Avoiding runtime exception with empty range

pub fn main() {
    let t = vec![0, 1, 2, 3, 4, 5];
    let f = &t[8..7];
    println!("t: {:?}", t);
}

In this case, I expect to just have f = &[], but instead Rust playground throws an exception.

The 8..7 looks silly but in practice is a result of calculations. Is there a way to have x..y where x>=y to just behave like the empty set ?

Yes, 0..0 is always valid. In general n..n is a valid empty slice of x if n <= x.len()

    let f = t.get(8..7).unwrap_or_default();

But this may be surprising when only the end is OOB.

    let f = &t[t.len().min(8)..t.len().min(7)];

Clamps more intuitively(?).

Actually you want

        let end = self.len().min(7); // 7 == range.end
        let start = end.min(8); // 8 == range.start

Because 1..0 will panic even if 1 is in range.

Whichever approach you choose, you can then implement Index<YourNewType> (and IndexMut) for for ergonomic purposes.

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In retrospect, I do not think I phrased this question very well.

I would like a world where (x .. y) is NOT an exception for (x > y), and &blah[x .. y] is &[] instead of exception when [x..y] is empty set.

This would make lots of math with ranges be convenient (i.e. it hits valid value of empty range / slice instead of exception).

An interval (a, b) where a>b is ill-defined, and so are such ranges. Treating it as empty would hide potential problems or bugs. It's probably better that you fix the calculation to be consistent instead of hiding the problem cosmetically.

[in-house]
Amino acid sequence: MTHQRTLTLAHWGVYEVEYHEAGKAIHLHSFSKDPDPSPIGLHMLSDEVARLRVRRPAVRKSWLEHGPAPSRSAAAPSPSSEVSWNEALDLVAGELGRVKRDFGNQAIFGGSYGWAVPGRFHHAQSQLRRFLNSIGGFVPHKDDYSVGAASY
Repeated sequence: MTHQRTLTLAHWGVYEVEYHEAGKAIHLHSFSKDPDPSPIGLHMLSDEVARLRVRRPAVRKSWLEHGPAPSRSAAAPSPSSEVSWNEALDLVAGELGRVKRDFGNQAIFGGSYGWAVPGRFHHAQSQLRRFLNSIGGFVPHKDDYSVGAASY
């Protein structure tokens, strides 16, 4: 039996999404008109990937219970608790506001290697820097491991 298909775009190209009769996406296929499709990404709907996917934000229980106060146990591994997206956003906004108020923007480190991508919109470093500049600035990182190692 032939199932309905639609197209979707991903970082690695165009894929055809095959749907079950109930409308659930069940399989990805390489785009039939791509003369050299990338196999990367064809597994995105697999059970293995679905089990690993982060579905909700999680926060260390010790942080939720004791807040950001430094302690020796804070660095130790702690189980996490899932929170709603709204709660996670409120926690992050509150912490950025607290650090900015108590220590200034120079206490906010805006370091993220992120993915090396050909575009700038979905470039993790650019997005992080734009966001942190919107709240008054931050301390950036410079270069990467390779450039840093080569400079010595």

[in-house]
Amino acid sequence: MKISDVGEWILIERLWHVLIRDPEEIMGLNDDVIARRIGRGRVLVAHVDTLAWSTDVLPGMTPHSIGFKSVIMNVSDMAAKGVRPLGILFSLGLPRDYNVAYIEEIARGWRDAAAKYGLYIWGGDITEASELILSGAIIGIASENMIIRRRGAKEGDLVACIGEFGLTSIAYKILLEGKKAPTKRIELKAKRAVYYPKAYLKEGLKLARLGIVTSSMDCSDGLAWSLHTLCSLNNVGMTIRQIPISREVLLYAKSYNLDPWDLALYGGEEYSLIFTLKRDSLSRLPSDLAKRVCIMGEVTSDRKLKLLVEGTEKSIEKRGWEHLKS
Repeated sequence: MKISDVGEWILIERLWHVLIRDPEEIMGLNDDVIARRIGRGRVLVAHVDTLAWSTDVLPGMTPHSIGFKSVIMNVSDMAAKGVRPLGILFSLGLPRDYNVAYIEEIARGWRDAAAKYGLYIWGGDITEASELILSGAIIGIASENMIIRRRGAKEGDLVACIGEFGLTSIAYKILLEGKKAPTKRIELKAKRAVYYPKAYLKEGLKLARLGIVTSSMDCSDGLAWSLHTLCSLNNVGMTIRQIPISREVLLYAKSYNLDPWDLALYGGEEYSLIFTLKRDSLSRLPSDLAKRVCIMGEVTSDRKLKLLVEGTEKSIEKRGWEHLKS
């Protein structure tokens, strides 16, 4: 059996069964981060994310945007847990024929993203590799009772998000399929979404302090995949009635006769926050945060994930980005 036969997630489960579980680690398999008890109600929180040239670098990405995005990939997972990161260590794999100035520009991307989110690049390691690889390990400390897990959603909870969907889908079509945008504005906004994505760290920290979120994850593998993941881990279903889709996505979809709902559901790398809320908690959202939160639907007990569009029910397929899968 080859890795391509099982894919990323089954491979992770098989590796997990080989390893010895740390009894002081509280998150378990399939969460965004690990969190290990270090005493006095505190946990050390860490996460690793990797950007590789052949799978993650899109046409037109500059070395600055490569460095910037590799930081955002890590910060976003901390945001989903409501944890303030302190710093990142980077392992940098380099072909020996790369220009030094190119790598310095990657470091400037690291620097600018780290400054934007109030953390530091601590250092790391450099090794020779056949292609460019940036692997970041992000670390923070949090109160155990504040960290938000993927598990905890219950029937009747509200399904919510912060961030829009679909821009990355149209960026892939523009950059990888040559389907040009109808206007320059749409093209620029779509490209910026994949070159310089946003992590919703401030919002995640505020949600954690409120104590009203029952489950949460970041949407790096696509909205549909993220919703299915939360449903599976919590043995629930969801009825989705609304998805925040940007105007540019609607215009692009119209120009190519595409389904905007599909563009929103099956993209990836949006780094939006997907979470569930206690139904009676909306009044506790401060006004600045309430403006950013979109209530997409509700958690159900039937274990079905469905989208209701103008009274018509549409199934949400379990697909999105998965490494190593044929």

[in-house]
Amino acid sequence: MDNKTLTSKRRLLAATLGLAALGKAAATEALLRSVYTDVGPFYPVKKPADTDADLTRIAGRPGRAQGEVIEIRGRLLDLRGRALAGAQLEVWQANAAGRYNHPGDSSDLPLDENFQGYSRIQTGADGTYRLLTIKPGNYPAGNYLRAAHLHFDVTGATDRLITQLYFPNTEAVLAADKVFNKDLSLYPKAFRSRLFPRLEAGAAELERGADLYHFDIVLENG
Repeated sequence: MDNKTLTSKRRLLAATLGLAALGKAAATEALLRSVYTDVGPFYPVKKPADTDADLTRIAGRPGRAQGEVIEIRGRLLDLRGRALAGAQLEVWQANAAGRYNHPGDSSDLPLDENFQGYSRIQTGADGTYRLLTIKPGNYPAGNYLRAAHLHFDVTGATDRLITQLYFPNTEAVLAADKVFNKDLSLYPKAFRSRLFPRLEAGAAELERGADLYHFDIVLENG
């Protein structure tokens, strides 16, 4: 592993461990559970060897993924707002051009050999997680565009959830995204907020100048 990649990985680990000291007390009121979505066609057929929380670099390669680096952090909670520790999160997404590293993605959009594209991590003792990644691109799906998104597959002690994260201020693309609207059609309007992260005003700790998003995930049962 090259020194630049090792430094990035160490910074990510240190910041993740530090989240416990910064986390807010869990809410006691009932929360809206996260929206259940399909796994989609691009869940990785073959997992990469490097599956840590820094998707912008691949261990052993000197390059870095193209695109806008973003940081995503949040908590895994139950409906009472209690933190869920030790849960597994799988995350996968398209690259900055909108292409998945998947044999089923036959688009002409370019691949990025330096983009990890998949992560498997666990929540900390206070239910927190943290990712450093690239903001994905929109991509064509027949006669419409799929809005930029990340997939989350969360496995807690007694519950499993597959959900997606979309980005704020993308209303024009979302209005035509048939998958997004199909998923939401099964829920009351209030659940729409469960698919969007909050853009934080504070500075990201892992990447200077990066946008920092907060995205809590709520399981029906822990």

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To add to the other comments, the proposed semantics are also slower to implement (they require clamping the indexes, which is currently not required) and would be a breaking change.

I believe [a, b) is defined as {x | a <= x && x < b}, which is well defined empty set for a > b.

In any context in which I've seen intervals defined, it's always specified that a<=b. Regardless, the docs actually say explicitly:

It is empty if start >= end .

So you're right, I think this is inconsistent with the behavior of slice indexing, and that should at least be reflected in the docs. Fixing the behavior would unfortunately be a breaking change as noted.

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I'm a bit ambivalent about indexing with a start>end ranges giving an empty slice. On one hand, it is unquestionable that start>end ranges are valid empty ranges and I agree that being able to index using them is sometimes convenient. On the other hand, many other times it's a sign of a logic error somewhere, and should not be silently accepted. And in Rust we're expected to be explicit when we do something that looks suspicious. Maybe Range<usize> should have a method that turns a "suspicious empty slice" into an always-valid one (which is to say, 0..0).

I'm more certain that ranges where start==end and start > slice.len() should not be valid indexes. It's at least as likely, and probably much more likely, to be an accidental bug waiting to blow up rather than something intentional.

By the way, an interesting detail is that 3..=2 is a valid slice index (assuming len()>=3) and denotes an empty range. 3..=1 is not.

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